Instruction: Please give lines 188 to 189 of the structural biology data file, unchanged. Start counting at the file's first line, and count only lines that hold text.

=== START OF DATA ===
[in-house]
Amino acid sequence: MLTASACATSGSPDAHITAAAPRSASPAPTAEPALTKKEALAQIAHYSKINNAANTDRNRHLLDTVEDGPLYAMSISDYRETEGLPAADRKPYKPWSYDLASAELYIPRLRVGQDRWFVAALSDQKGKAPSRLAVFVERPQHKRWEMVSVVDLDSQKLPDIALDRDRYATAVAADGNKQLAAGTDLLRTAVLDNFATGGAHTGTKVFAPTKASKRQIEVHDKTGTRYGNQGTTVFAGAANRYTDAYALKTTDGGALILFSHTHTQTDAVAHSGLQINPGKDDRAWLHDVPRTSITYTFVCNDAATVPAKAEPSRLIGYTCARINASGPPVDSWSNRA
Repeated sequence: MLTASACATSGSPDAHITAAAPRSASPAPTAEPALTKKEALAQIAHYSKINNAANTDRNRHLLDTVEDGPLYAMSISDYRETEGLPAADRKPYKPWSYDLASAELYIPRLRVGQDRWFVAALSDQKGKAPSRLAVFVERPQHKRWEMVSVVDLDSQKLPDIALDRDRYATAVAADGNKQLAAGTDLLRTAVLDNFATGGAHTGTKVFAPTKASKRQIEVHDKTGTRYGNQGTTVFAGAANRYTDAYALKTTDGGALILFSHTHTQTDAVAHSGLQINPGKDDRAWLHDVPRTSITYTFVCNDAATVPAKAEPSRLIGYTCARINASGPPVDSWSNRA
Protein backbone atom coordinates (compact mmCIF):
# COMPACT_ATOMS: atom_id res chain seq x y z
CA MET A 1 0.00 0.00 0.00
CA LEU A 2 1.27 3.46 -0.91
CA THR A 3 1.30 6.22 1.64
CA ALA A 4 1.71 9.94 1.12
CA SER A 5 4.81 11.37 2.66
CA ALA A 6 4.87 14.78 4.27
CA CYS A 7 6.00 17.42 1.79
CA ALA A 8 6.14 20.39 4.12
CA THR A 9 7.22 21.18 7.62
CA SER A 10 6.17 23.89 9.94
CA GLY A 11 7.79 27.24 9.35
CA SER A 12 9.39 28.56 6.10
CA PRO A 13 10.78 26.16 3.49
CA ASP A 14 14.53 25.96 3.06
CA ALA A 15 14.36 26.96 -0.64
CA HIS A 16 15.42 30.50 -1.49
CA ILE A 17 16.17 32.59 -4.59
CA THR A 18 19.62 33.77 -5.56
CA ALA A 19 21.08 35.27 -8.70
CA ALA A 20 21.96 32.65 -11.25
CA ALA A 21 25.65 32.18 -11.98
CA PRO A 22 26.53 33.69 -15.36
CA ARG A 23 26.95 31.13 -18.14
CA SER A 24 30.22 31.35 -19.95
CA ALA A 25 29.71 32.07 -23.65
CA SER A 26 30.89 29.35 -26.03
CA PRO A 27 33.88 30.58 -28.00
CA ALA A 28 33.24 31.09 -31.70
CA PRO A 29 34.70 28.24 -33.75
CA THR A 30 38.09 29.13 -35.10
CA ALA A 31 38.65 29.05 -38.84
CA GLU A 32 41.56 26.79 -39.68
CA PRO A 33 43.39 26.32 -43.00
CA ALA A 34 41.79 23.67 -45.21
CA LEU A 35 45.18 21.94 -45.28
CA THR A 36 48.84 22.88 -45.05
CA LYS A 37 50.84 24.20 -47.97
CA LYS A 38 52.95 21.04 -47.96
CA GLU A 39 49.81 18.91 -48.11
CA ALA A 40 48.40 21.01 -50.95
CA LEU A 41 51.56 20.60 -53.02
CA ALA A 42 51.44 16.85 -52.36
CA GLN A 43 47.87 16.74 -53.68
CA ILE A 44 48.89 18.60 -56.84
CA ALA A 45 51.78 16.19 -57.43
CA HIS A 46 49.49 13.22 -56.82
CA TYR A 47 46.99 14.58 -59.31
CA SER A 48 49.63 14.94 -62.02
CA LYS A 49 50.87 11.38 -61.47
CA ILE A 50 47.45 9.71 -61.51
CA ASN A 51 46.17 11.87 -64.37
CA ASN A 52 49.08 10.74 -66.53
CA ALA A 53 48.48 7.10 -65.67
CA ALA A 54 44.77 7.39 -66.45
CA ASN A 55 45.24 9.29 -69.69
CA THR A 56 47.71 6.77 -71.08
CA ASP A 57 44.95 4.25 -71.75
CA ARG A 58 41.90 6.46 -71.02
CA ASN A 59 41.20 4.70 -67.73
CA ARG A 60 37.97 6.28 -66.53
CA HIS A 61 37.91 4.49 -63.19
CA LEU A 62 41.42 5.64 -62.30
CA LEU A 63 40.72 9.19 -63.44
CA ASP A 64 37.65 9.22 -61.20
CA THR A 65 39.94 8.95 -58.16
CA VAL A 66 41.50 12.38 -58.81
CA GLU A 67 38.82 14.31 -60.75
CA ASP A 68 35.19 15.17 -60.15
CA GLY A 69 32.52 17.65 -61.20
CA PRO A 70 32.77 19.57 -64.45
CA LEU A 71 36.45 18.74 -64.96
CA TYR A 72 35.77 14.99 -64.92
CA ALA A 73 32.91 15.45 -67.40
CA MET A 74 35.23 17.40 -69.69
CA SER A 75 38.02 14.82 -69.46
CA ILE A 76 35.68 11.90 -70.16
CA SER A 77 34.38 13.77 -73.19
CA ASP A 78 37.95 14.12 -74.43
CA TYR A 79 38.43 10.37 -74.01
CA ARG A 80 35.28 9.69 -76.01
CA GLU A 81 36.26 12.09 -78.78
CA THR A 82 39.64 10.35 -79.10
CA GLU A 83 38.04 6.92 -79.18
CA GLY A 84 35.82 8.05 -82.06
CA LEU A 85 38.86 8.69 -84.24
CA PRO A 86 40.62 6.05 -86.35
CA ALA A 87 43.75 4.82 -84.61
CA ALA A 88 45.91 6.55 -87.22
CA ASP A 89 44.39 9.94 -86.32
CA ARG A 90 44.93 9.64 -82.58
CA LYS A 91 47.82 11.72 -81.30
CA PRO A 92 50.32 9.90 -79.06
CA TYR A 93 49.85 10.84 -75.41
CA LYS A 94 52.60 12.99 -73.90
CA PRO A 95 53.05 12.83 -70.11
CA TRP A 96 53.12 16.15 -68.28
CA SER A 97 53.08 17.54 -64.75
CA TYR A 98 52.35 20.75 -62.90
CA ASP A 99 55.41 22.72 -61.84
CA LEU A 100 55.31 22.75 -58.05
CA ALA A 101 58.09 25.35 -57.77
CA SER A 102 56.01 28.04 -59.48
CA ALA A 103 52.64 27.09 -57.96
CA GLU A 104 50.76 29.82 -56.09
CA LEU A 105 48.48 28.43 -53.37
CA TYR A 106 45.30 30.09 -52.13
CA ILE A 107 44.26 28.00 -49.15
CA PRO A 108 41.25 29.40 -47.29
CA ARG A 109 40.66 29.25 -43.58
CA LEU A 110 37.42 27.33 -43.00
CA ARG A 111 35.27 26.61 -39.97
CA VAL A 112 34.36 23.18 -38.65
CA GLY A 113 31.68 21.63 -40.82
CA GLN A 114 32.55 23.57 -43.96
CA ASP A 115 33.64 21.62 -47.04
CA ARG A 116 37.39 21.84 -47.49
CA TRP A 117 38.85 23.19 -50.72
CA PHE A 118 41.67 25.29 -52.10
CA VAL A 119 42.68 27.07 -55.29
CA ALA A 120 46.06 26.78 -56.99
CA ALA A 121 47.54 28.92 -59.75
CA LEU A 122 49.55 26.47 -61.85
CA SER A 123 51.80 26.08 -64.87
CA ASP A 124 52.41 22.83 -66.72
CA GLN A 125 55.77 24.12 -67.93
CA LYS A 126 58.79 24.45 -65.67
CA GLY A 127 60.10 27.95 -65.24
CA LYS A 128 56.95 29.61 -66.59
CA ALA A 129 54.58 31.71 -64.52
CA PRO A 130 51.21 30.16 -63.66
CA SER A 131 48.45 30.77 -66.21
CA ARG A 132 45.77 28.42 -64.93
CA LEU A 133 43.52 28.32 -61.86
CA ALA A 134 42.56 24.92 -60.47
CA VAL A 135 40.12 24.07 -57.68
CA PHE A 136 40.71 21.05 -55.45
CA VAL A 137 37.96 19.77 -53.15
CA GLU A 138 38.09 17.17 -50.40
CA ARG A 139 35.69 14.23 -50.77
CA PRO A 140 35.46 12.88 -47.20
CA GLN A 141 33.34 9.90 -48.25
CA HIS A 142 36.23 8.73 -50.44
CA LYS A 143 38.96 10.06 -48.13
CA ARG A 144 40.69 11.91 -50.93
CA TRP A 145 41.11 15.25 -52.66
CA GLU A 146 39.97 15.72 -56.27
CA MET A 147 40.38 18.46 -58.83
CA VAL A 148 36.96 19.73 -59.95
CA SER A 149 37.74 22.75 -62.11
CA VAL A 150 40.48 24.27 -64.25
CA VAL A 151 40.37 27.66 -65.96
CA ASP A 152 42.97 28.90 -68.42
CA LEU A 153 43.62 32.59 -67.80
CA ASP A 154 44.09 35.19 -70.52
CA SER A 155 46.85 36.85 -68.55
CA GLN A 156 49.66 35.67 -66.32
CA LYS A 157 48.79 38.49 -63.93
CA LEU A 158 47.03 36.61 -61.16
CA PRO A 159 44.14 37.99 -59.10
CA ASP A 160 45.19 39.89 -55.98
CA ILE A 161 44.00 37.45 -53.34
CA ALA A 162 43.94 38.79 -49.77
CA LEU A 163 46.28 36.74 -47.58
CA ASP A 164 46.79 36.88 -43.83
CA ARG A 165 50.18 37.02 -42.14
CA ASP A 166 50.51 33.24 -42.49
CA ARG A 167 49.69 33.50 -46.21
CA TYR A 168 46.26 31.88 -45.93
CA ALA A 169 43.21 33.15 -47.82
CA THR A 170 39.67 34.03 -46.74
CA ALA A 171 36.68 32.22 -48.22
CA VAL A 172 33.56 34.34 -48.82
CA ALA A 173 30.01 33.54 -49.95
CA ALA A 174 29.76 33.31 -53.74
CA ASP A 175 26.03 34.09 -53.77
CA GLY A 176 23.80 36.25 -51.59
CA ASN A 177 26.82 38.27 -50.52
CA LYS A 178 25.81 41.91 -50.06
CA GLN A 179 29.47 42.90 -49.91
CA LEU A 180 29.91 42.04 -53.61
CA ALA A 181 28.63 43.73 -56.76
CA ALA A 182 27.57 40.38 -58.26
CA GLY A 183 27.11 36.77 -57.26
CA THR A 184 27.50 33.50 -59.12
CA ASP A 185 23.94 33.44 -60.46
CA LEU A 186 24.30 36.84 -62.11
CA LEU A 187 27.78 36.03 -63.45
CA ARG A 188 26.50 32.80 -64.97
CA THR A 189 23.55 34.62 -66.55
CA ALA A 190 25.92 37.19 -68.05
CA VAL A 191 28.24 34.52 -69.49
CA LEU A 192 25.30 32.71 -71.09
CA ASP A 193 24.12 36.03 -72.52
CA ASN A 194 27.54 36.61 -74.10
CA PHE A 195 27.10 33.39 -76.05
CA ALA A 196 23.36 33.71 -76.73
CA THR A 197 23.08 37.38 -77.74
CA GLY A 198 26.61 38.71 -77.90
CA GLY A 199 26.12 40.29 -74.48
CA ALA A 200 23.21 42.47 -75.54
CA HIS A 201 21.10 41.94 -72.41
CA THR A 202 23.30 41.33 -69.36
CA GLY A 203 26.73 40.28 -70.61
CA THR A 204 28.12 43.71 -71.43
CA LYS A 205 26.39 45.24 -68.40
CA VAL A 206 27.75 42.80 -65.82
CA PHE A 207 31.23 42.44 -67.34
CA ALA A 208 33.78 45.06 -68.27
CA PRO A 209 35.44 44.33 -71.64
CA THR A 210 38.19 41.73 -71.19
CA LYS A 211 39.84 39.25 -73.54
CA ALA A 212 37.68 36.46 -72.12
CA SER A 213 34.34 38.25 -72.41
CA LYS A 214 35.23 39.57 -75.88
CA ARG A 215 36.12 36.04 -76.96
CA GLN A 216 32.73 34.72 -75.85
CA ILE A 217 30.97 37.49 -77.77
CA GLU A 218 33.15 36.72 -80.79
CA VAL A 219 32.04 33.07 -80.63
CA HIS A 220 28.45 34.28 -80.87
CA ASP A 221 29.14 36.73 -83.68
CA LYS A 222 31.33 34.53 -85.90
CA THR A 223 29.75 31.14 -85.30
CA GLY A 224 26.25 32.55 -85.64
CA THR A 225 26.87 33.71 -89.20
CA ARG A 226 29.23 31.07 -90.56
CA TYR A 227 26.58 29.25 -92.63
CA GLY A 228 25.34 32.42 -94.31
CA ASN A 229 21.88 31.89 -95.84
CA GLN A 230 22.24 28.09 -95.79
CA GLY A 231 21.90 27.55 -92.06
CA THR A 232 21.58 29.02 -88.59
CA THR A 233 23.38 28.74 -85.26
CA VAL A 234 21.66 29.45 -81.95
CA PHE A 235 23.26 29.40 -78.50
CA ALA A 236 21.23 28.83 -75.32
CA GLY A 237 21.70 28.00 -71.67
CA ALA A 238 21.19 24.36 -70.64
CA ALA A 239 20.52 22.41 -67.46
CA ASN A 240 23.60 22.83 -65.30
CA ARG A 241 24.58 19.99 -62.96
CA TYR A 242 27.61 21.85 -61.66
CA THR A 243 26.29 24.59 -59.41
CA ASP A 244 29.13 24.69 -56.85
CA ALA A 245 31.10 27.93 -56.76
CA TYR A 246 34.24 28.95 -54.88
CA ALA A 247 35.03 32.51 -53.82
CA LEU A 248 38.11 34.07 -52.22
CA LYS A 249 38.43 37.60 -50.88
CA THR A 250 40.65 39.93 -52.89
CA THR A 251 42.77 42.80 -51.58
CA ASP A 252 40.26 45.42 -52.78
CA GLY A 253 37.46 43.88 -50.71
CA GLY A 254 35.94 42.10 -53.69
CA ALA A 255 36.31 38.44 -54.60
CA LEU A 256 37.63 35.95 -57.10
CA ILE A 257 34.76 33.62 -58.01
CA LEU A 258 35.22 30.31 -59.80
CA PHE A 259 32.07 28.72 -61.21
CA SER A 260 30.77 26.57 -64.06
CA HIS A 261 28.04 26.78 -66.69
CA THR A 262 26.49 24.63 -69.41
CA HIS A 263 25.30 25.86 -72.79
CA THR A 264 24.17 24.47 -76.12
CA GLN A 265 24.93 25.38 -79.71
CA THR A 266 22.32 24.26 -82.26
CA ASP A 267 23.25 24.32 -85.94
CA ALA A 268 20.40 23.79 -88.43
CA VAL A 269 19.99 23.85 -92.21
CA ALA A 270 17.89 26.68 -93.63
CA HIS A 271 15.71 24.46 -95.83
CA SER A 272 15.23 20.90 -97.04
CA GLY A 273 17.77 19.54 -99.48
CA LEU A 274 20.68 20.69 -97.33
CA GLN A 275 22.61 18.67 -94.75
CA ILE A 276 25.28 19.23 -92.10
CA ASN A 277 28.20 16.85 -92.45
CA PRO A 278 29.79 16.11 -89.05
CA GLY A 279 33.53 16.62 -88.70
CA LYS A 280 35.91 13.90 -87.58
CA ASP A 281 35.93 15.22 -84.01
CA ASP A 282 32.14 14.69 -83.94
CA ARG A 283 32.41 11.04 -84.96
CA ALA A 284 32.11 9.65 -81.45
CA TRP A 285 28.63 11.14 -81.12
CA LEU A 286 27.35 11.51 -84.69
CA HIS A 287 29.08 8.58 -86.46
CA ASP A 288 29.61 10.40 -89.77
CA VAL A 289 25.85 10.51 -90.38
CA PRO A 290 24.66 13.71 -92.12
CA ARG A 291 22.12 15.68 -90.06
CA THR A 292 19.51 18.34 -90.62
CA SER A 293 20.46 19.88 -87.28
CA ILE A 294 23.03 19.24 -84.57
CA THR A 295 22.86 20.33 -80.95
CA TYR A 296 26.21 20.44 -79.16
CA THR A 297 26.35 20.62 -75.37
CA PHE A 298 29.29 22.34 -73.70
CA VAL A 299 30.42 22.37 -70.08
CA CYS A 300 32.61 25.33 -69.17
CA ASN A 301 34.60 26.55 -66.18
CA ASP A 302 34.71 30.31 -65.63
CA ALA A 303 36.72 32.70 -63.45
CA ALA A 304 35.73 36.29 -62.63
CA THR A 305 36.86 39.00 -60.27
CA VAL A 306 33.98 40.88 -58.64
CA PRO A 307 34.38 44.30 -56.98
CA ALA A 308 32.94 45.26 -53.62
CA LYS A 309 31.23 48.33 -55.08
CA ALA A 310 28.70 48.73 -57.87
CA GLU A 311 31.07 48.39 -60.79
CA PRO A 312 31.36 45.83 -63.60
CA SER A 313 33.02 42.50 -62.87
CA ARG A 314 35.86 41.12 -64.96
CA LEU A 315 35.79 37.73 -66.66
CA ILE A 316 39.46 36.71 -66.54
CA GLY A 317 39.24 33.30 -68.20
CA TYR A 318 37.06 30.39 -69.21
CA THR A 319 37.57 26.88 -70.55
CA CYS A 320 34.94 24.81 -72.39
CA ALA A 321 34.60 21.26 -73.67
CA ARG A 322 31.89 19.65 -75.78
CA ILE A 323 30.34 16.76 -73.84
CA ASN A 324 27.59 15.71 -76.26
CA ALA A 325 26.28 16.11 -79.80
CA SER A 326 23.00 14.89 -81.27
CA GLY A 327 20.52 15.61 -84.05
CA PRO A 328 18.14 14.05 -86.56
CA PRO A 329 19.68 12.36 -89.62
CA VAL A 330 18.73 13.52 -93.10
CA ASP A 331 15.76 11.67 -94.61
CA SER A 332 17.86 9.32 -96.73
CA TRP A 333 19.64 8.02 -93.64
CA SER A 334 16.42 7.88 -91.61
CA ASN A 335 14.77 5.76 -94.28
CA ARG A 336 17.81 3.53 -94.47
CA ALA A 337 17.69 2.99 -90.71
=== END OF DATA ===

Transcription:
CA GLY A 183 27.11 36.77 -57.26
CA THR A 184 27.50 33.50 -59.12